Diet-MediterraneanExerciseObesitySmoking Cessation

Benefits of healthy living and the Mediterranean diet

Researchers at Maastricht University Medical Centre, in the Netherlands, looked for an association with total mortality and premature death.

First, the details.

  • In 1986, 120,852 men and women provided information on dietary and other lifestyle habits.
  • They were followed until 1996.
  • A “healthy lifestyle” score (0 to 4 points: least healthy to healthiest), comprised 4 factors:
    • Not smoking
    • Being physically active for at least 30 minutes a day
    • Having a healthy body weight (BMI between 18.5 and 25)
    • Adhering to a Mediterranean diet (high intake of fruits, vegetables, legumes such as beans, nuts, whole grains, fish, monounsaturated instead of saturated fat, and low intakes of meat and limiting alcohol to 0.5 to 2 glasses a day)

And, the results.

  • Adherence to the Mediterranean diet was significantly related to lower mortality in women but not in men.
  • Following the healthiest lifestyle was significantly associated with lower mortality in women and men vs the least healthy lifestyle.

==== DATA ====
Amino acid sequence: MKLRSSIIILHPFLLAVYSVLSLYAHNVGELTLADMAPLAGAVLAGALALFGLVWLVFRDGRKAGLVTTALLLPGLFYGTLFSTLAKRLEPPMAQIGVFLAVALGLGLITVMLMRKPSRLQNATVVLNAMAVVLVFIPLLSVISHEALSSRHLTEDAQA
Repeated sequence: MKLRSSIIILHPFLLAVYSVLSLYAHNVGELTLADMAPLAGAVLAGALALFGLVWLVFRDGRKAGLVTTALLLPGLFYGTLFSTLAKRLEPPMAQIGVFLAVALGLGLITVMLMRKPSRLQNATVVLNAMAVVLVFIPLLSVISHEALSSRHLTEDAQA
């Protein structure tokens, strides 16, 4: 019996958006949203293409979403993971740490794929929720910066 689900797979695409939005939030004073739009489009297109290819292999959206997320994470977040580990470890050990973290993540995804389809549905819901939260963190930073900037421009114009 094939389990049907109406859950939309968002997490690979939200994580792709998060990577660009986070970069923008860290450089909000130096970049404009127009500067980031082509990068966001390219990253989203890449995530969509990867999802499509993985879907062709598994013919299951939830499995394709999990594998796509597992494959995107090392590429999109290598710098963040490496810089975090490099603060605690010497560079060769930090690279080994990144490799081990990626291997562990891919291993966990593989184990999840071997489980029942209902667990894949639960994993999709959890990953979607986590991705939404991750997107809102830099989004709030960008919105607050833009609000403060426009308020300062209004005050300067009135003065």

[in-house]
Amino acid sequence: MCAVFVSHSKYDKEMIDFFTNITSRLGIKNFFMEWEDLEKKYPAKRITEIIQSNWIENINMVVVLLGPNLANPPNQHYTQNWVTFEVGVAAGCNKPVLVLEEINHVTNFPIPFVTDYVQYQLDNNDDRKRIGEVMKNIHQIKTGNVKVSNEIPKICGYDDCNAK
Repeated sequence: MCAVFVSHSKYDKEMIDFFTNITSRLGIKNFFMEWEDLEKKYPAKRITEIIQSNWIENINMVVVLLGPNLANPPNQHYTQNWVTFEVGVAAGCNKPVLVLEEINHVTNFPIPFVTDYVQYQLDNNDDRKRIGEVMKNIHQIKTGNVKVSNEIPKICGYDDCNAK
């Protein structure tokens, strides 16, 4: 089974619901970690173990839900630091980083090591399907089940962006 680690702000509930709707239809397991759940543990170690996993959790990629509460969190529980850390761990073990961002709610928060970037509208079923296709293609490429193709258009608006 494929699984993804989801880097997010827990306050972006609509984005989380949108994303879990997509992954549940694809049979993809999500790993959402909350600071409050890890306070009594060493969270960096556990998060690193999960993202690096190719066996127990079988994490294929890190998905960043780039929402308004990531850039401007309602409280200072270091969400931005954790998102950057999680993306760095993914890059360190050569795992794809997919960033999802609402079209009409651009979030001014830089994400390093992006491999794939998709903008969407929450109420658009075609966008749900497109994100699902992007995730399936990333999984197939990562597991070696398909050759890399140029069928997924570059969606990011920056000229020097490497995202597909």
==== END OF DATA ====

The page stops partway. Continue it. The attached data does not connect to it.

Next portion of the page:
• When the least-healthy to healthiest lifestyle scores were compared, the mortality rate advancement period (“aging effect”) was 15 years in women and 8 years in men.
  • The least healthy women had the same risk of death as the healthiest women who were 15 years older.
  • In men, this effect was 8 years.

The bottom line?

The authors concluded, “Adherence to 4 modifiable healthy lifestyle factors can substantially reduce premature mortality in women and men.”

The benefits associated with healthy living are impressive.

8/4/11 21:18 JR

Hi, I’m JR

John Russo, Jr., PharmD, is president of The MedCom Resource, Inc. Previously, he was senior vice president of medical communications at, a complementary and alternative medicine website.